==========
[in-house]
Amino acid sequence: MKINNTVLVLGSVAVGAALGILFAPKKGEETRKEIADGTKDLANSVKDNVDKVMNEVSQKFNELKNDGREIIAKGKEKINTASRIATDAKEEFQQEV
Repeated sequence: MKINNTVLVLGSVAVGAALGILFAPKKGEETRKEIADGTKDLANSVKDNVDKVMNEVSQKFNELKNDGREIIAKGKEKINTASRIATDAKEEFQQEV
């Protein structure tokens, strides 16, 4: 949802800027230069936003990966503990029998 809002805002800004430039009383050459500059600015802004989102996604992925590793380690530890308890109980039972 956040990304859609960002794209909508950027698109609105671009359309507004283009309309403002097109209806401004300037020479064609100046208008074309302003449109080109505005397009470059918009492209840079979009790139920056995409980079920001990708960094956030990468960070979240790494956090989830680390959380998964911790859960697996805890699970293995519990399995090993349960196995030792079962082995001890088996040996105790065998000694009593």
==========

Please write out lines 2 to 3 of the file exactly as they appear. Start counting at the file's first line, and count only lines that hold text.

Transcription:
Amino acid sequence: MKINNTVLVLGSVAVGAALGILFAPKKGEETRKEIADGTKDLANSVKDNVDKVMNEVSQKFNELKNDGREIIAKGKEKINTASRIATDAKEEFQQEV
Repeated sequence: MKINNTVLVLGSVAVGAALGILFAPKKGEETRKEIADGTKDLANSVKDNVDKVMNEVSQKFNELKNDGREIIAKGKEKINTASRIATDAKEEFQQEV